I hate working in the yard. I highly doubt I’m alone in this stance, but I’ve always found weeding tedious and ineffective. No matter how much work you do, it takes very little time for it all to be undone.
Yesterday I was tearing out the weeds in my front yard when Kelli came over. She pitched in to help a bit, but it was a question she asked that stuck with me. She wanted to know where the weeds come from, since we’re ripping out the roots and obviously don’t plant them.
It’s a good question. I’m sure garden experts would know the science behind weeds and why they exist, but it made me wonder. I don’t know why weeds return after we go to such great lengths to remove them; all I know is they do. We work so hard to make a beautiful garden, but without constant maintenance the weeds soon overwhelm and destroy.
Of course this shifted in my mind to thinking about other aspects of life where we see the same thing (apparently weeding is a very existential time for me). We’ve been going through some relationship curriculum along with another small group with friends, so naturally I started thinking about relationships. It’s amazing how much you can plant exclusively good things into a relationship and still find weeds sprouting up.
This was a conversation we recently had about arguments and fights among couples. Within a good, strong relationship (friends, family or romantic), you really get to know the other person. While we can’t fully know another person’s heart, we can gain valuable perspective and insight and establish a track record of how they might respond. And we can really come to trust their commitment to us and know they have no desire to hurt us. That’s how and why kids trust their parents so much. It’s truly comforting when you have this with someone and a reflection of how we were made for relationships.
Yet as soon as a disagreement arises, without realizing it both parties often subconsciously assume the other is intentionally attacking them with the desire to inflict pain. While it’s possible this is the case, if you find yourself in that situation then you should seriously reconsider that relationship. Instead, most of the hurts come out through a natural defensive position we each take at the first sign of tension.
As a result, fights escalate and sometimes intentional hurts are dispensed. Even if it doesn’t reach that point, often the struggle to reach a consensus and understanding comes from a subconscious mistrust of the other person. But if we think about it and look at the relationship as a whole, why would we ever feel the need to harbor that mistrust? Why can we feel so safe with another person in one minute, and then as soon as a disagreement arises a flip is switched and we feel so clearly they are intentionally trying to hurt us?
Looking back on disagreements with friends and family I realized how true this was. In fact, Kelli and I caught ourselves doing exactly that when we faced a frustrating situation (I don’t even remember what it was about). As soon as we realized it, we took a step back and acknowledged how deeply we care for each other and would never want to hurt each other. We didn’t know why our subconscious was so quick to go into attack/defense mode. And because we caught it we were able to work together far more effectively, without any of the frustration.
Yesterday as I was in the garden I continued to think through relationships and I realized it all boils down to weeds. We don’t plant them anywhere. We plant beautiful flowers through our words and actions, expressing love to each other (whether it’s romantic love, friendship love or family love) and growing healthy and full relationships. Yet no matter what we do, weeds find their way through.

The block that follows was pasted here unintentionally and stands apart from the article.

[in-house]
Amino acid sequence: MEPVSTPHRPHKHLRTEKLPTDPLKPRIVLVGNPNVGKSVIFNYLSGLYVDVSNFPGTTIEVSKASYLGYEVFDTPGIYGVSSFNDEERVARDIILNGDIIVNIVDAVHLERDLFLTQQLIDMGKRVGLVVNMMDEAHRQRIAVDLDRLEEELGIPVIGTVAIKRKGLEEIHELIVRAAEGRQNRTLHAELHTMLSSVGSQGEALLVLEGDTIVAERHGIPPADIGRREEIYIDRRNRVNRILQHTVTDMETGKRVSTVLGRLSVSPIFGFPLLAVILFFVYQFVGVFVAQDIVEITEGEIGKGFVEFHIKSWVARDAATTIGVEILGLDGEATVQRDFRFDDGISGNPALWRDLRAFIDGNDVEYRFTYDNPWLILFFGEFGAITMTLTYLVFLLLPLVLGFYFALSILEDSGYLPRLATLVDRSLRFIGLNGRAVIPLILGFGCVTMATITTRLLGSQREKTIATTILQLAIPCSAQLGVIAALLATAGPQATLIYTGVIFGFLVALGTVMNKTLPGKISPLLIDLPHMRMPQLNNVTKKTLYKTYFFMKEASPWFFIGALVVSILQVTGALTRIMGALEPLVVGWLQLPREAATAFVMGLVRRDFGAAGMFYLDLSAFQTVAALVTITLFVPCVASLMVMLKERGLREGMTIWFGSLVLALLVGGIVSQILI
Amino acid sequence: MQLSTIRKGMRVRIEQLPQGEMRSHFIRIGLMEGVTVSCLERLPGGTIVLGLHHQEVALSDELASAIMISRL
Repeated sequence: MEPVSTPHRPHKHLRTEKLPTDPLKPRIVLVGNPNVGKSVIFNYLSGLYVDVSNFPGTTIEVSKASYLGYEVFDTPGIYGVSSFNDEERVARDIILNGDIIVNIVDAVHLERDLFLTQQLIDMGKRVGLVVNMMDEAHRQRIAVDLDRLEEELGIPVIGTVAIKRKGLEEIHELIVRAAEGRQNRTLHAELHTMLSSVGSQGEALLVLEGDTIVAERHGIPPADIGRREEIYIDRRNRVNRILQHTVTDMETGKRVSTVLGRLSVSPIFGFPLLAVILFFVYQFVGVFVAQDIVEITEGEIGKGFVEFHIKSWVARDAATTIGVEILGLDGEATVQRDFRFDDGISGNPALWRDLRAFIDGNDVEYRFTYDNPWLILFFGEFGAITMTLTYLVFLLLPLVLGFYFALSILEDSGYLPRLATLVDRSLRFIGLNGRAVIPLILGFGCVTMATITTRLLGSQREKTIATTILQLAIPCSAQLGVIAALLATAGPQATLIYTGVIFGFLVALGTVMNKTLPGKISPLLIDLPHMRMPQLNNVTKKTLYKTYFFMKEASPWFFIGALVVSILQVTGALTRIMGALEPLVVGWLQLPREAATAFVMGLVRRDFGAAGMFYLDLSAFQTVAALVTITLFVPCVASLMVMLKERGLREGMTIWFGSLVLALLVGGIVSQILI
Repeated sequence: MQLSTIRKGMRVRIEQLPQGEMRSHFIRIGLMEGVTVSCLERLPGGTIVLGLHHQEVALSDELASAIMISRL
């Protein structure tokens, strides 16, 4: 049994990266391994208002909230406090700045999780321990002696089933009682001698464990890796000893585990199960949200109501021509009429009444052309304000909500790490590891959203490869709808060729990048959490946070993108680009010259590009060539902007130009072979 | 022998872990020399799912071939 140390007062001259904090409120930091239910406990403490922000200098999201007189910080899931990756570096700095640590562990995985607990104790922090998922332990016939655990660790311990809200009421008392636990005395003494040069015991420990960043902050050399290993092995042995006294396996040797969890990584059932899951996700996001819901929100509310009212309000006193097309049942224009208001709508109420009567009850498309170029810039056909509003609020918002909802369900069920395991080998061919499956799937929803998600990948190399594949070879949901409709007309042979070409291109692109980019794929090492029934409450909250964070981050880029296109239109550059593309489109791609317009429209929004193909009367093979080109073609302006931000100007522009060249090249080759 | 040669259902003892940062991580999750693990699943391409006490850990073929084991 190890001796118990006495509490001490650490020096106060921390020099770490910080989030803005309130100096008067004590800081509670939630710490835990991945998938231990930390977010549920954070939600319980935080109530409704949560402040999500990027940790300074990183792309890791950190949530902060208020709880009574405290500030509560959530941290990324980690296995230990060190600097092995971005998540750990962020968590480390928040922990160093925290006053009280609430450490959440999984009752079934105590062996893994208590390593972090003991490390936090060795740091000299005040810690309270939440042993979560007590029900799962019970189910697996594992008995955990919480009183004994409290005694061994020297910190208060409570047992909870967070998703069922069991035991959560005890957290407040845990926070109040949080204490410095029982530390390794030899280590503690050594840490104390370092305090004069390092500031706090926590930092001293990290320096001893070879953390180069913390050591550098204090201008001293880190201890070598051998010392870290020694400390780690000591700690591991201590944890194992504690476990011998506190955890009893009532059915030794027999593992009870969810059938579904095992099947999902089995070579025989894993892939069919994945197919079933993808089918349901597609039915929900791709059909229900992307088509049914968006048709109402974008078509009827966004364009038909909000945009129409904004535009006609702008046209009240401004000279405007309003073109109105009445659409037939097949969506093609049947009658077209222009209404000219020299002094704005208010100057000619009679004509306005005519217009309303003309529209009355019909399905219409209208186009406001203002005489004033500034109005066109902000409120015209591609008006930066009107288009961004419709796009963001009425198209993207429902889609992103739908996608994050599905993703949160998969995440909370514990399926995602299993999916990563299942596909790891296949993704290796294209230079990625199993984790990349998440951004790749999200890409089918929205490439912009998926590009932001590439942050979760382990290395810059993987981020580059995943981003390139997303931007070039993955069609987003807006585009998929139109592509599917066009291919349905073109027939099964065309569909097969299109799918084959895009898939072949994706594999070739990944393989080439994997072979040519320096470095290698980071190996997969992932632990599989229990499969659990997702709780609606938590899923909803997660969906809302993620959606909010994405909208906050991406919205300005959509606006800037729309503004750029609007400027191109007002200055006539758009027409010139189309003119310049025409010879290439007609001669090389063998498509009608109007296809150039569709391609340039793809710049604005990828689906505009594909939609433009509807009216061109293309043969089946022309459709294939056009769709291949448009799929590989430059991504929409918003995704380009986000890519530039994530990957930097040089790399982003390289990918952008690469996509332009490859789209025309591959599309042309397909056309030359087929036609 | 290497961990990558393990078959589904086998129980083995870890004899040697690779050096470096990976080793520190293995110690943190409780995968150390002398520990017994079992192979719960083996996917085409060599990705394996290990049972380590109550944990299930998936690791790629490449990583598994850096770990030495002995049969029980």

Weeds start as an annoyance. They barely poke out of the ground, and if you pick them right then and there no one will ever notice. But if you ignore them it doesn’t take long until your most beautiful flower is surrounded. Then it’s your entire garden. If you still ignore them, eventually the flowers are overtaken and wither.
So often we hold our frustrations in. We’re all humans, so we all have tension in our lives and relationships. Those we care about most are almost always those who irritate us the most. It’s a simple reflection of our imperfections and the experience of the world. So we’re told to not be a nuisance, and to just keep it to ourselves. Or maybe it’s easier to be passive-aggressive than to actually work through something.
Either way, eventually those frustrations grow. And it’s not just that they become more noticeable, but the longer we ignore them the stronger their roots take hold. The more we dwell on that minor annoyance, the less it becomes something the other person does naturally and obliviously and the more it grows into something they are obviously doing to drive us crazy. All the while they have no idea.
Weeds are terrible. I hate dealing with them. The work it takes to eliminate them is exhausting and tedious. But I’d be more than willing to do it if promised they’d never return, and I’d take great joy in the work knowing after one day of effort I’d be done and free to enjoy the fruits of my labor. That’s not how it works.
No matter what you try as a method of prevention, eventually weeds will break through the ground. We don’t plant them, but they come all the same. While the worst they can do in our yards is make for an eyesore for us and our neighbors, in relationships weeds can grow to devastate lives and families. We can’t risk ignoring them.
I hate yard work, but I do it. In fairness, I probably do the bare minimum. But when it comes to people, there’s so much more to gain and lose. It doesn’t take much for even the greatest efforts to come undone, so we must be diligent. Weeds will always pop up, but thankfully we have the power to pull them. And if anyone actually enjoys pulling weeds, please let me know. I still have my whole backyard to take care of.